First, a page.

John Campbell

Africa in Transition

Campbell tracks political and security developments across sub-Saharan Africa.

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Zimbabwe Elections: Impact on “African Solutions”

by John Campbell
August 8, 2013

Supporters of ZANU-PF party celebrate with a coffin wrapped in a Movement for Democratic Change (MDC) flag in Mbare township, outside Harare August 4, 2013. (Siphiwe Sibeko/Courtesy Reuters) Supporters of ZANU-PF party celebrate with a coffin wrapped in a Movement for Democratic Change (MDC) flag in Mbare township, outside Harare August 4, 2013. (Siphiwe Sibeko/Courtesy Reuters)

In the wake of Zimbabwe’s elections on July 30, the African Union (AU) and the Southern African Development Community (SADC) have declared the elections, which gave Robert Mugabe’s Zanu-PF party a landslide victory, “free and fair.” Others, however are less convinced of the elections’ credibility.

Botswana’s government sent an election observation team of eighty to Zimbabwe. Based on its observations, Gaborone questions whether the electoral process and its result “can be recognized as having been fair, transparent, and credible” in the context of SADC’s guidelines and principals. Gaborone goes on to say that SADC “should never create the undesirable precedent of permitting exceptions to its own rules.” The Botswana statement concludes by calling for an independent audit of the elections and recommends that the issues arising from the elections be placed on the agenda of the next Summit of SADC Heads of State and Government.

Using SADC’s stated principles as its standard of judgment, Botswana finds the Zimbabwe elections wanting.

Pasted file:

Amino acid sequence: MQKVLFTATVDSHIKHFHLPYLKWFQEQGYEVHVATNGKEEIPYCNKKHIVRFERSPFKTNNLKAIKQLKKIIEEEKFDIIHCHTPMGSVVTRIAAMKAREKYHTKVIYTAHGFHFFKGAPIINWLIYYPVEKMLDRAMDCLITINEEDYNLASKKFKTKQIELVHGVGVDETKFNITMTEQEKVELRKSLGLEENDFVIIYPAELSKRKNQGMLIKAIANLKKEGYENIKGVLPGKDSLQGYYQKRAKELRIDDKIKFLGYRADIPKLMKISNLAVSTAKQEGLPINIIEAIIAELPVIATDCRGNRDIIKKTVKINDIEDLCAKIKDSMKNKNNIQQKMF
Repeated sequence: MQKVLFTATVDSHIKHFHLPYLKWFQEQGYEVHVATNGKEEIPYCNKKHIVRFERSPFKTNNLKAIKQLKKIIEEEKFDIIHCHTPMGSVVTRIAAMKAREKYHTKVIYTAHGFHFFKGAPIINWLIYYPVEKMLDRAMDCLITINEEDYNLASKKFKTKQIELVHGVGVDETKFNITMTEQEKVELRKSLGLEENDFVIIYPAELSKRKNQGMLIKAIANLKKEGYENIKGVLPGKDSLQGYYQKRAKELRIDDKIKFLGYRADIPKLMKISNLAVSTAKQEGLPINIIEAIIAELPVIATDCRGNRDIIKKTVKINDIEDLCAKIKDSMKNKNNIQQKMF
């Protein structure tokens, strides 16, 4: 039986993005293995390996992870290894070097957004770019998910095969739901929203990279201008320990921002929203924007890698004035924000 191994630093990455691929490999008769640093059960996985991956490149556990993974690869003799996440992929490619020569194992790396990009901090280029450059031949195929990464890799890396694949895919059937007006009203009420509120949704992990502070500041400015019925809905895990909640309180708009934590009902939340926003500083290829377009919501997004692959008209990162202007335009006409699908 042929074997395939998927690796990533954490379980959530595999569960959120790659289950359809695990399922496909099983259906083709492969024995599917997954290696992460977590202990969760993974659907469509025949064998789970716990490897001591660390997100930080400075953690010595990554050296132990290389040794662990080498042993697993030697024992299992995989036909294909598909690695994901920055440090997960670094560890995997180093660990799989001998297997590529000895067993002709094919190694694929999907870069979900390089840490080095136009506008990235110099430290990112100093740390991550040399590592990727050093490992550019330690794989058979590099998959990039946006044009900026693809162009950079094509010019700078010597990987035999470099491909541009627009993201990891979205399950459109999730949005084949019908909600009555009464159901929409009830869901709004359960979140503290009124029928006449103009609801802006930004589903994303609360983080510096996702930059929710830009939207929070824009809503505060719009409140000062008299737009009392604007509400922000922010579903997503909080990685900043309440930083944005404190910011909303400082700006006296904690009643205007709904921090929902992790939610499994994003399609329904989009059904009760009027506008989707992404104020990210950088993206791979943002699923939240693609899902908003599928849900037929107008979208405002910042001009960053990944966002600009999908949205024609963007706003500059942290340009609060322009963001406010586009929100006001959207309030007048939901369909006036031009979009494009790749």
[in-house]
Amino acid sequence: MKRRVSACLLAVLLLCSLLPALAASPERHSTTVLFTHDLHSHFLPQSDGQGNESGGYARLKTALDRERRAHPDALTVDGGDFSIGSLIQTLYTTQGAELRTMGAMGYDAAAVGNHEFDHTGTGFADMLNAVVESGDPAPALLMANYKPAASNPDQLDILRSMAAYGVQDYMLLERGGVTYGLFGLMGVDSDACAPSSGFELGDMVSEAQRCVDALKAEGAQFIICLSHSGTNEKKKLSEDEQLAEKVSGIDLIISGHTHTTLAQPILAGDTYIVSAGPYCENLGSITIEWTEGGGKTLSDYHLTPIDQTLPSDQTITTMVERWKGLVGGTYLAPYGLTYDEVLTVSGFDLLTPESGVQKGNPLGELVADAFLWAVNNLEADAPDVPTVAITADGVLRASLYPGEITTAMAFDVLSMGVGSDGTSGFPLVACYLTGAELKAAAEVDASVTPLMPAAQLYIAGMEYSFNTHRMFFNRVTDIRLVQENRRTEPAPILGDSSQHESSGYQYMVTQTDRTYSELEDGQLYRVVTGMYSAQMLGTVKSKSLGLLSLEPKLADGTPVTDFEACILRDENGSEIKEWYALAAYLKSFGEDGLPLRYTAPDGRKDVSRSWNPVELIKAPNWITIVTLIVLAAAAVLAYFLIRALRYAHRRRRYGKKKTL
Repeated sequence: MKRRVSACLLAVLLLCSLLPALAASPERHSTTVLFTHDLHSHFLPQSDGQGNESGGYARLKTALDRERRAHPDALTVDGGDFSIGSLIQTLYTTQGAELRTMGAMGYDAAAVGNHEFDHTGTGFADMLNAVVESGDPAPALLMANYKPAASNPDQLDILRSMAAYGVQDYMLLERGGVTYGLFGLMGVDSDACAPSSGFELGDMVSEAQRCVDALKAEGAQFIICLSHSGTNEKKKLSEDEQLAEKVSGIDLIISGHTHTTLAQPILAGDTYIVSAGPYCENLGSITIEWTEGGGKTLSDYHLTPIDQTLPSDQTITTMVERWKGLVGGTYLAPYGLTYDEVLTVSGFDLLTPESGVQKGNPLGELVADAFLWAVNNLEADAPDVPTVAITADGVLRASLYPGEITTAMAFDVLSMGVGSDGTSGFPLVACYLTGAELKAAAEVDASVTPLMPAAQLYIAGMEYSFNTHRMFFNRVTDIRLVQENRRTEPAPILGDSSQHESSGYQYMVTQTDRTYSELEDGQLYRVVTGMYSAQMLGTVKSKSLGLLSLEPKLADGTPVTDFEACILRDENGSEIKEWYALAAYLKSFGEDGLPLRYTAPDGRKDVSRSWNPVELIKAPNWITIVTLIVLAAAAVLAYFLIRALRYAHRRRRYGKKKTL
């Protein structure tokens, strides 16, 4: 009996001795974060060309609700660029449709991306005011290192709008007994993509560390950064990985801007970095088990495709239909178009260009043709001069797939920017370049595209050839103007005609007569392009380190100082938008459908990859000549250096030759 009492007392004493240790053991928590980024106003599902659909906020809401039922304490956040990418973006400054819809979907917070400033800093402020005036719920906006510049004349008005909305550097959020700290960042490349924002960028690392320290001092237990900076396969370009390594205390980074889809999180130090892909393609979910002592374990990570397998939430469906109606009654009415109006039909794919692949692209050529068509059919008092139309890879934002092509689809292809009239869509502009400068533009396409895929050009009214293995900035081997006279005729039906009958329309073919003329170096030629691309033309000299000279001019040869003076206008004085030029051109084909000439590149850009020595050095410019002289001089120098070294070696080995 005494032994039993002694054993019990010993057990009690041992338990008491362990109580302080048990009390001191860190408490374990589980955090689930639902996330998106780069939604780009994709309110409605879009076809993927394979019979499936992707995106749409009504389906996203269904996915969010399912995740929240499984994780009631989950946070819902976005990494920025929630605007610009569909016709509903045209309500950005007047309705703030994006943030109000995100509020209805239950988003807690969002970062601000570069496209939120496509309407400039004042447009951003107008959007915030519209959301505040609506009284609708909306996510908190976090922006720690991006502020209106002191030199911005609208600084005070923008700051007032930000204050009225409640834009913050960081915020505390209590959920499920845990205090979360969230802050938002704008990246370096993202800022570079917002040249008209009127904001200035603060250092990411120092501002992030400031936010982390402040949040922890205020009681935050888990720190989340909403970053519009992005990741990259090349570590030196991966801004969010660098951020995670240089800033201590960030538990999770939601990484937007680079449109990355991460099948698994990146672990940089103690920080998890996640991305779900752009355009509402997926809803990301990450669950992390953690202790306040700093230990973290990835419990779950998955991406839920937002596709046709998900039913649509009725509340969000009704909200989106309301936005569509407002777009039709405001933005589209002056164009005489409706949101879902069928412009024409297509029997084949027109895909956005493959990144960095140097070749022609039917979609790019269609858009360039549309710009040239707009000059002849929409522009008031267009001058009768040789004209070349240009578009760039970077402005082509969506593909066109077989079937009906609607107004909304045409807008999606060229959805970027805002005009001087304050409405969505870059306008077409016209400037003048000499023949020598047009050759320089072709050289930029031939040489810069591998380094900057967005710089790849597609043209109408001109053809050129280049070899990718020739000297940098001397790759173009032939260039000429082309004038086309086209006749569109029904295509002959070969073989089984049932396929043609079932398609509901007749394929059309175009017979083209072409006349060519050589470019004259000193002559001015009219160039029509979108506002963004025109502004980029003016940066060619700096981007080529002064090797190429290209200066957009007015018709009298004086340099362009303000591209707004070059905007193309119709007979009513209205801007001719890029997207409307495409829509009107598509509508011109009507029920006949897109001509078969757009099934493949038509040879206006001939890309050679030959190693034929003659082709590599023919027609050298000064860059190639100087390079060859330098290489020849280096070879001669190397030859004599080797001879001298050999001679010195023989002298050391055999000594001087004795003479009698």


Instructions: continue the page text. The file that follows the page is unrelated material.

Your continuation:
But, South Africa’s president Jacob Zuma, Nigeria’s former president Olusegun Obasanjo, the AU, and SADC election observers and numerous other African governments have all looked the other way and endorsed the Zimbabwe elections. Botswana, once again, is the democratic exception.

Sisonke Msimang, a South African journalist, provides a thoughtful, if also polemical, answer to the question of what the Zimbabwe elections mean for Africa: “This is what you call ‘an African Solution’?

She characterizes the AU and SADC reactions to the “shambolic” Zimbabwean elections that have rigged in Robert Mugabe and his Zanu-PF party as a “stark and embarrassing illustration of how wrong-headed the African solution to the Zimbabwean crisis has been.” The problem is not the principles, it is in their implementation.

She recalls that the Zimbabwe Global Political Agreement with Zanu-PF and MDC-T, the power sharing solution to the post-electoral violence in 2008, was made in Pretoria and by SADC. The diplomacy at the time made good sense. But for her, South Africa, SADC, and the AU have failed to follow through and enforce and implement those agreements and therefore to ensure democratic elections. And, she observes, this failure cannot be blamed on Washington or London.

“African solutions for African problems” was coined by former South African president Thabo Mbeki.

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